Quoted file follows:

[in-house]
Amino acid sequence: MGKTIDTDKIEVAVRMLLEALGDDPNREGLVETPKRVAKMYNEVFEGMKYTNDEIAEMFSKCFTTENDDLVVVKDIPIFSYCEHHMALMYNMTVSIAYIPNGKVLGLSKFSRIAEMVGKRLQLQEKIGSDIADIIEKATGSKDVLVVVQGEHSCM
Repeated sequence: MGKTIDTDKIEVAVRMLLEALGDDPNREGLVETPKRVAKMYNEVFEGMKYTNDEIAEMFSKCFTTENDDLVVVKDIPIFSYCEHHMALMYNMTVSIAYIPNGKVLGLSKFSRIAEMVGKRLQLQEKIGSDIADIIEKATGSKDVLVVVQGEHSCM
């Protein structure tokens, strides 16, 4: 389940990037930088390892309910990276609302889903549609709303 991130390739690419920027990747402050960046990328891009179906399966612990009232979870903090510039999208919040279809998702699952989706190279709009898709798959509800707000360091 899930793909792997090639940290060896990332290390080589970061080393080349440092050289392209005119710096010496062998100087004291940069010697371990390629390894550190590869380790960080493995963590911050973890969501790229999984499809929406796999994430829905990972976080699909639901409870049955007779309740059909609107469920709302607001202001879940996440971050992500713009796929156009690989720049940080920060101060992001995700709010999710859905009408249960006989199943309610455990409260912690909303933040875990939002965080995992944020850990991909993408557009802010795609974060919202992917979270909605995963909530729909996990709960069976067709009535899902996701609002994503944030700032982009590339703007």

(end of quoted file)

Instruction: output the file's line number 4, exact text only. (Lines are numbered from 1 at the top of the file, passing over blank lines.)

């Protein structure tokens, strides 16, 4: 389940990037930088390892309910990276609302889903549609709303 991130390739690419920027990747402050960046990328891009179906399966612990009232979870903090510039999208919040279809998702699952989706190279709009898709798959509800707000360091 899930793909792997090639940290060896990332290390080589970061080393080349440092050289392209005119710096010496062998100087004291940069010697371990390629390894550190590869380790960080493995963590911050973890969501790229999984499809929406796999994430829905990972976080699909639901409870049955007779309740059909609107469920709302607001202001879940996440971050992500713009796929156009690989720049940080920060101060992001995700709010999710859905009408249960006989199943309610455990409260912690909303933040875990939002965080995992944020850990991909993408557009802010795609974060919202992917979270909605995963909530729909996990709960069976067709009535899902996701609002994503944030700032982009590339703007």